anyway, the other two “response” articles are more objective. they mostly clarify what the original author said and emphasise that the author never said cohabitation for marriage is certain doom, but that young couples need to do it right. doing it right includes not taking the decision lightly but treating it as a big deal something “ceremonious.” young couples need to realise better just how hard it is to get out of a cohabitative situation. it can’t be just for the money (savings). it can’t be just for convenience. it must be based on true, deep, meaningful love.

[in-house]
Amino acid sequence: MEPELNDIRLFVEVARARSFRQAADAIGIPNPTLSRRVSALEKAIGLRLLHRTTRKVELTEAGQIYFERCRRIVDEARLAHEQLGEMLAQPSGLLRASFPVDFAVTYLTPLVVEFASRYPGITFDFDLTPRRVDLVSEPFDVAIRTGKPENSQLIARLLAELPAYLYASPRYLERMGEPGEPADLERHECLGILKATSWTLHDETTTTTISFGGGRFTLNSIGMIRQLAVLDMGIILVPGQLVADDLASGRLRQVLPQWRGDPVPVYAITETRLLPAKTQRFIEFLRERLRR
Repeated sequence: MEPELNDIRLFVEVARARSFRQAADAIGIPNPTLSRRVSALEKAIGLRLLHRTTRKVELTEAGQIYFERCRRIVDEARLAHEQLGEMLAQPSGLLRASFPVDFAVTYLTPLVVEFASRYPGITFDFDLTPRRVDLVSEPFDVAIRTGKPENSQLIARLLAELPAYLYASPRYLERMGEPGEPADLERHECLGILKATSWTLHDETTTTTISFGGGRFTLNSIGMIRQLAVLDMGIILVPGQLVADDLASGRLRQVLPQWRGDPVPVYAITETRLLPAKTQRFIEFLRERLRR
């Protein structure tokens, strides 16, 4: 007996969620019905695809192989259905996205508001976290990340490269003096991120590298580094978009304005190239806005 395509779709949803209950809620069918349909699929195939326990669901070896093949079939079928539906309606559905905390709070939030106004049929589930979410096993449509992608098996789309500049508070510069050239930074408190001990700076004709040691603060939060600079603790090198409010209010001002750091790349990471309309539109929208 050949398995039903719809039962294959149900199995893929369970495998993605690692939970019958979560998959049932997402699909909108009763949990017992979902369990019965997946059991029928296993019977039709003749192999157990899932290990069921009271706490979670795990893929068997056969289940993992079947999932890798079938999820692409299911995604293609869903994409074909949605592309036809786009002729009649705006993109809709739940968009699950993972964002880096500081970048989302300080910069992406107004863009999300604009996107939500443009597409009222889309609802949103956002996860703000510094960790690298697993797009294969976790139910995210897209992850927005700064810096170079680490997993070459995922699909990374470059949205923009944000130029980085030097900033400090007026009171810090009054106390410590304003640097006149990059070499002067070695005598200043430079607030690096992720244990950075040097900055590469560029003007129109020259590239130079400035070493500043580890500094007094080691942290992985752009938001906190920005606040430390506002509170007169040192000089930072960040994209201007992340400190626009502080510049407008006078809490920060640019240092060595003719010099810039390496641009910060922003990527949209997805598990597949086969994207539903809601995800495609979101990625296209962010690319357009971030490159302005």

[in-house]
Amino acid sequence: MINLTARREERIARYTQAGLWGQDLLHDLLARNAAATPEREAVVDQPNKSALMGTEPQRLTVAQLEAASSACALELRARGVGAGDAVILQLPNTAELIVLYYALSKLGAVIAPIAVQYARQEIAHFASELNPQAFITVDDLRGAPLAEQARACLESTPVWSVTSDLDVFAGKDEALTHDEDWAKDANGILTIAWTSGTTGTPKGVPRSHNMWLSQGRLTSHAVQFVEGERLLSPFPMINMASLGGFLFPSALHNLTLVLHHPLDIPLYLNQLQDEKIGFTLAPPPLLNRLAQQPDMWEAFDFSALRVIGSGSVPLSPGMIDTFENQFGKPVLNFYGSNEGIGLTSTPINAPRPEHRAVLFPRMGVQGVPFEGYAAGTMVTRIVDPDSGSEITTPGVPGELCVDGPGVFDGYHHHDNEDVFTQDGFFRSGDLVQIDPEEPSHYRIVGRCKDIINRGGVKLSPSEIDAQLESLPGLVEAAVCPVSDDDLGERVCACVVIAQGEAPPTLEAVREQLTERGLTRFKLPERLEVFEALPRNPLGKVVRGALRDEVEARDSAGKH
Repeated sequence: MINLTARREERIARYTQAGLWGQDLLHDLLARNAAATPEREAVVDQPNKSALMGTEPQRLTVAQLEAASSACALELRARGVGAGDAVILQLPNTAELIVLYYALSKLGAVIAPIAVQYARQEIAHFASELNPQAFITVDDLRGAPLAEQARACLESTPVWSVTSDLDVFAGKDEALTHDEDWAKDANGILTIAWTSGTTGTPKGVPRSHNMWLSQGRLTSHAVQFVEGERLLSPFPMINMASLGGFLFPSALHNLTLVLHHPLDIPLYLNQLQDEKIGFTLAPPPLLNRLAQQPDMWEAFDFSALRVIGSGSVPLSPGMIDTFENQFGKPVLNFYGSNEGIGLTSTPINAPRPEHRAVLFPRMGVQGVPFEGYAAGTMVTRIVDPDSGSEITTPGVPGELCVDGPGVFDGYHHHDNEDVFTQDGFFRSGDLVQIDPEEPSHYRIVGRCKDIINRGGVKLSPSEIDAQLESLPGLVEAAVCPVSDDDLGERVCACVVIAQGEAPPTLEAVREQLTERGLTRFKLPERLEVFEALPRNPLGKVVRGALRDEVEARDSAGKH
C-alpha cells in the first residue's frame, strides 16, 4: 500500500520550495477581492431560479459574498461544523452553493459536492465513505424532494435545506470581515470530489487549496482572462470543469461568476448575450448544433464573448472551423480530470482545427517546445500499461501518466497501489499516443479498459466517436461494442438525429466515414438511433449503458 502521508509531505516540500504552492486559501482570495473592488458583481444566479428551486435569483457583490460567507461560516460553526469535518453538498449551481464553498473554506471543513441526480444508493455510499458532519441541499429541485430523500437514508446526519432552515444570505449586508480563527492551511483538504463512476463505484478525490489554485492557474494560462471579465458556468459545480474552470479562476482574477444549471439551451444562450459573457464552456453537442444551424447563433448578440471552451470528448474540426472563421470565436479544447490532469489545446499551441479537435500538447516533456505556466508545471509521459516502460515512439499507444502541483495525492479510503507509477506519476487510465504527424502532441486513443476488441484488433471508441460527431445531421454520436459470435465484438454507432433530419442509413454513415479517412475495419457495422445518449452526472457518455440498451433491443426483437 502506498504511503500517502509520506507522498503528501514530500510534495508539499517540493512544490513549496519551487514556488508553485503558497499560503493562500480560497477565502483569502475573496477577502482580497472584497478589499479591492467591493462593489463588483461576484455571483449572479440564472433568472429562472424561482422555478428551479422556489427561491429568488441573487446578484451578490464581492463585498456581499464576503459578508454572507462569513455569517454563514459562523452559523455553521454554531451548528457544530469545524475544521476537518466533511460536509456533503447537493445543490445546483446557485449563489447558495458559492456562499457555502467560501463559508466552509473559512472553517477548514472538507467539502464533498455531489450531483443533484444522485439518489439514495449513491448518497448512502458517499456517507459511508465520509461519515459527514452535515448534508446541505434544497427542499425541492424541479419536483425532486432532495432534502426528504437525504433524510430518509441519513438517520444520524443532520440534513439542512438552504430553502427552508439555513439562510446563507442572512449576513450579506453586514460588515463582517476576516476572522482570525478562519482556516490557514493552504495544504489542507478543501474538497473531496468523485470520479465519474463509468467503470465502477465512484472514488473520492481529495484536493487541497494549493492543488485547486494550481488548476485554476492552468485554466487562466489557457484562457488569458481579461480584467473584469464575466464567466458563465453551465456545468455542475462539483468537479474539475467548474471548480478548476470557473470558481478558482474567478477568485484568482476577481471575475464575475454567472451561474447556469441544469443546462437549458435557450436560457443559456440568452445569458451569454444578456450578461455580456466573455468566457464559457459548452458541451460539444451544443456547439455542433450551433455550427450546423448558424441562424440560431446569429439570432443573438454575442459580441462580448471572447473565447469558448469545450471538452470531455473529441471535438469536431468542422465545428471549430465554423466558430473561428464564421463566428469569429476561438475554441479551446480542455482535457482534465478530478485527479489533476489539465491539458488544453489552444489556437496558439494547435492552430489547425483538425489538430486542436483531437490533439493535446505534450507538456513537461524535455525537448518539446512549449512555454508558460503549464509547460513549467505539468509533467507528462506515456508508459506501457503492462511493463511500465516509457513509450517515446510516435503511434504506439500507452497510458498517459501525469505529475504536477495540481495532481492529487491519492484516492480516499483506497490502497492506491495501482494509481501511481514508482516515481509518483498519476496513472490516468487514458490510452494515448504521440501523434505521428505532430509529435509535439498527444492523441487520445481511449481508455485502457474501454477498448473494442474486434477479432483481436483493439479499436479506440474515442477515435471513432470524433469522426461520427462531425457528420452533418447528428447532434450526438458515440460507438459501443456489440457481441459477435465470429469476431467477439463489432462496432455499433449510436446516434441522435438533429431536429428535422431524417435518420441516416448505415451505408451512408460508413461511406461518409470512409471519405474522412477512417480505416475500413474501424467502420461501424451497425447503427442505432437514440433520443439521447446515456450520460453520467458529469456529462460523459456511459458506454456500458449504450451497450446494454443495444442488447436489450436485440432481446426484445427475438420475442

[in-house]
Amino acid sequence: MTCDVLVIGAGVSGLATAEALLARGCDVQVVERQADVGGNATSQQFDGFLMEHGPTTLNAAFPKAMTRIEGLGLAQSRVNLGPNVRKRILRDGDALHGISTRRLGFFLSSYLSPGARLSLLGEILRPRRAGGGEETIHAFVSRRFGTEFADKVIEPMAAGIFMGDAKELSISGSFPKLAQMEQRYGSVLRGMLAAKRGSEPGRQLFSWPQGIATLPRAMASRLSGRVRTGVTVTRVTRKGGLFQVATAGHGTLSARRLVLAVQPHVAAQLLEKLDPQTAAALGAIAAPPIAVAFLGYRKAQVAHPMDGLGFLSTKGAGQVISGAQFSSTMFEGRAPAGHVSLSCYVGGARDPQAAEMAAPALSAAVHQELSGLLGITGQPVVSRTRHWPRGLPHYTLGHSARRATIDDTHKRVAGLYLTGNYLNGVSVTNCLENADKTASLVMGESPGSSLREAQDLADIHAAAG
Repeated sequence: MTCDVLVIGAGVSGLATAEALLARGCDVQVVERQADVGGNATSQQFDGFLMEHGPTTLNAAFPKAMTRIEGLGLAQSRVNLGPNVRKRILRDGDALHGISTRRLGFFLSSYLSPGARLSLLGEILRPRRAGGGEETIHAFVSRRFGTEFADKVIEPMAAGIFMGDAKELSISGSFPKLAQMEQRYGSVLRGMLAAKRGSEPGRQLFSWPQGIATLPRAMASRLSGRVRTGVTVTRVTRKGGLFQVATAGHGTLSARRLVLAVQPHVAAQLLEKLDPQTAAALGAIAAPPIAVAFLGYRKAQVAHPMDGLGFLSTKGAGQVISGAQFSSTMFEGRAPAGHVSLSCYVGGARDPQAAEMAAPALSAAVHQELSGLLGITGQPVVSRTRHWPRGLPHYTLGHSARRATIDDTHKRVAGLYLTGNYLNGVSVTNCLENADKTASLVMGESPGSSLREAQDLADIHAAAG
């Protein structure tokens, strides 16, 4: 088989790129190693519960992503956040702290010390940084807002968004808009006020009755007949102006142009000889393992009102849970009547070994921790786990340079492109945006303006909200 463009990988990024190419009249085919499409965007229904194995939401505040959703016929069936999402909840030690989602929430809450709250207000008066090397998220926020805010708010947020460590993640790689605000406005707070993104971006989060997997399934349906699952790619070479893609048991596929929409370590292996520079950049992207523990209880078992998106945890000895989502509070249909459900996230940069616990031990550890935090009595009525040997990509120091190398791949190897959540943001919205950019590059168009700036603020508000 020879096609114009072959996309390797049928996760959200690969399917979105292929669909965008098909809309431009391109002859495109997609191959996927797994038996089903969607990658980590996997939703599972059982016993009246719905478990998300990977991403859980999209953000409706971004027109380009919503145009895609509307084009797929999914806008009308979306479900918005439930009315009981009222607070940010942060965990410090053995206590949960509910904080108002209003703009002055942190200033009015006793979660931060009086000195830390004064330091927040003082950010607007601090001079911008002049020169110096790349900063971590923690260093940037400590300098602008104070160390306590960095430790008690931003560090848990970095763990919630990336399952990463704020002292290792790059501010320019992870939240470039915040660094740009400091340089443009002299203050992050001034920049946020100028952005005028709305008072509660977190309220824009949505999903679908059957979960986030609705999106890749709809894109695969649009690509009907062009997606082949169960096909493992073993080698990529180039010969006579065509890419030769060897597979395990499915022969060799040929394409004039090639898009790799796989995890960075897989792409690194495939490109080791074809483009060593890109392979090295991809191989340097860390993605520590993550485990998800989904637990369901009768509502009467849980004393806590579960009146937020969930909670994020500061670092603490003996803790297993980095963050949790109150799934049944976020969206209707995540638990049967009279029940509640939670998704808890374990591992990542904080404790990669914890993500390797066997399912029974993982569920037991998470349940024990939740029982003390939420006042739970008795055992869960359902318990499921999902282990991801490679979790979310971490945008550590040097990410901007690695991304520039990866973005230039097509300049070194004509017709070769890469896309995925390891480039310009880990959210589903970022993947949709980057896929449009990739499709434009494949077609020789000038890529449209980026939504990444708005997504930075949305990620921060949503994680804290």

what is my opinion of all this? well, as i kind of allude to earlier, this article is a bit less accusing than what i’ve heard in the past amongst the more conservative, asian.american church crowd, which can sometimes treat cohabitation before marriage as such a scandal, which i’ll admit even though i refuse to let those belligerent, anti.christian atheists get away with saying all christians hold such views. i won’t go as far as to take the humanist’s relatively wishy.washy but dangerous viewpoint of “oh, as long as the two people love each other, nothing is a sin.” (it was so easy to get sucked into the ways of the religion of humanism in the environment i found myself in during my last years in berkeley.) as nice as that sounds, that’s not true, but neither is that the point. it goes back to my rant on how the media loves to keep jabbing christianity in the ribs with the gay marriage issue: sure, the bible says in “literal” terms that homosexuality is a sin, but so are a lot of things; so the whole fight against gay marriage is just a mean.spirited exercise in all that is non.beneficial. do you serve the lord through that? do you win people to his kingdom through that? obviously not! it’s all legalism especially in the sense that a heterosexual person might have all sorts of perverted and twisted desires and practices, but two homosexual people that simply love each other enough to want to make an official commitment get so bashed. similarly, why keep poking at (heterosexual, mature) couples that really love each other deeply and cohabitate or even engage in premarital, sexual relations? sure, it’s not ideal according to the bible; but we as a community of followers of jesus could use our energy for other things that would give so much more glory to god. forgive, have compassion, move on.